The function stmDstrSave allocates a dynamic string of length len and initializes it with the first len characters of the string str. If str is the NULL pointer, nevertheless space for a dynamic string of length len is allocated and the len characters are initialized with NULL bytes. If len is 0, it is assumed that str is a NULL terminated string and a dynamic string of its length is allocated.

On success a pointer to the allocated string is returned. On error the NULL pointer is returned, and the variable errno reflects the error's cause.

Examples:
cuglify.c.

Referenced by newfile().

int stmDstrLen ( const char *  dstr  ) 

Return the length of the dynamic string dstr.

The function stmDstrLen returns the length of the dynamic string dstr. If dstr is the NULL pointer, 0 is returned, and on error (for example, if dstr does not point to a valid dynamic string) -1 is returned.

Examples:
cuglify.c.

Referenced by readline().

char* stmDstrResize ( char *  dstr,
int  len 
)

Resize the dynamic string dstr.

The function stmDstrResize adjusts the length of the dynamic string dstr to len. If len is less than the current string length, the string is shortened, if it is greater, NULL characters are appended. If dstr is the NULL pointer, a new string is allocated.

On success a char pointer to the 0th element of the (possibly relocated) string is returned. On error the NULL pointer is returned and the varable errno reflects the error's cause. On return the original pointer dstr is invalid.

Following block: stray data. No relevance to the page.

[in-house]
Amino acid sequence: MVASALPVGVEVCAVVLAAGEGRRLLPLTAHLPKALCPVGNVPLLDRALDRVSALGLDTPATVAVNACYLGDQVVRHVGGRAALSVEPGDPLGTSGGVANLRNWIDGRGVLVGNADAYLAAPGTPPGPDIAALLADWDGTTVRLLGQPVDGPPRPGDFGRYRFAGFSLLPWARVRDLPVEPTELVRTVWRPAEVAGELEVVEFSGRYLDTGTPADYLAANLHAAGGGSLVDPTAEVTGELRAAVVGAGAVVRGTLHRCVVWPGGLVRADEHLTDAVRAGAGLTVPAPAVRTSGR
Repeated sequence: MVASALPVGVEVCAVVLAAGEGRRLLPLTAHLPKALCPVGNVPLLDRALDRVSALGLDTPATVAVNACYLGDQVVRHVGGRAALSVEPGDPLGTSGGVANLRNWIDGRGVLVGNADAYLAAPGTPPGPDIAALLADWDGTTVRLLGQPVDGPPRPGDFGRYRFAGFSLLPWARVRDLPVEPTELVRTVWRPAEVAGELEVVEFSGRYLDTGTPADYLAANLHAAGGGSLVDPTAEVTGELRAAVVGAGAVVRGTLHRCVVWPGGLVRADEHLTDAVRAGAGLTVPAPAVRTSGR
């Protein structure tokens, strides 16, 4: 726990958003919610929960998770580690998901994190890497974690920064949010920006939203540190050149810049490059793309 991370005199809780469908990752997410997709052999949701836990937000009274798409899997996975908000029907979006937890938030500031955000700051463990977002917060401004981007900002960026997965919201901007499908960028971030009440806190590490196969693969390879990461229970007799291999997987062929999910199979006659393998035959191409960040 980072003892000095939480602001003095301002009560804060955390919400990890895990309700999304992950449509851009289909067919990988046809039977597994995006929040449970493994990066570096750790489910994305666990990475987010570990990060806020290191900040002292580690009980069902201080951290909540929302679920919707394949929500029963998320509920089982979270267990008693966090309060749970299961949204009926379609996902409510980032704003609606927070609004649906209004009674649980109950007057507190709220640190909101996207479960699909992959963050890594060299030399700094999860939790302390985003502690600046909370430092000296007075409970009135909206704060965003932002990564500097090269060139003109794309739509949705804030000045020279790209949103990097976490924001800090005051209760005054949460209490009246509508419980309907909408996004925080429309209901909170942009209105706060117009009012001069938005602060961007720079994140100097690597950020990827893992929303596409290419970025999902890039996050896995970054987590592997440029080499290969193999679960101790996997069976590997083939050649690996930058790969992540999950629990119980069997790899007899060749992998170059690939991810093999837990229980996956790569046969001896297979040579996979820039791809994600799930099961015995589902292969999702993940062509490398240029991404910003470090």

char* stmDstrDel ( char *  dstr,
unsigned  start,
unsigned  count 
)

Delete characters of the dynamic string dstr.

The function stmDstrDel deletes, beginning at the character position start, count characters of the dynamic string dvec. Trailing characters are moved count index positions in direction to the beginning of the string. If count is 0, all characters beginning with character position start to the end of the string are deleted. On error, or if dstr is the NULL pointer, the NULL pointer is returned, else a char pointer to the 0th character of the (possibly relocated) string. On return the original pointer dstr is invalid.

On error the variable errno reflects the error's cause.

Examples:
cuglify.c, and matchtst.c.

Referenced by cnlout(), commout(), flushout(), gatherout(), mkCtrl(), out(), pout(), and readline().

char* stmDstrIns ( char *  dstr,
unsigned  start,
const char *  str,
unsigned  count 
)

Insert characters into the dynamic string dstr.

The function stmDstrIns copies, beginning at character position start, len - start characters of the dynamic string dstr of length len n character positions towards the string's rear end prolongating the string by n characters. The value len - start must not be negative. If str is the NULL pointer or if count is greater than 0, count is the number n of character positions. Otherwise, that is to say, if str is not the NULL pointer but count is 0, it is assumed that str points to a NULL terminated string whose length determines the number n of character positions. If str is not the NULL pointer, then the first n characters of the string str are copied to the n characters of string dstr beginning at character position start. Else the

                            min (n, len - \a start)
characters beginning at character position start remain unchanged and the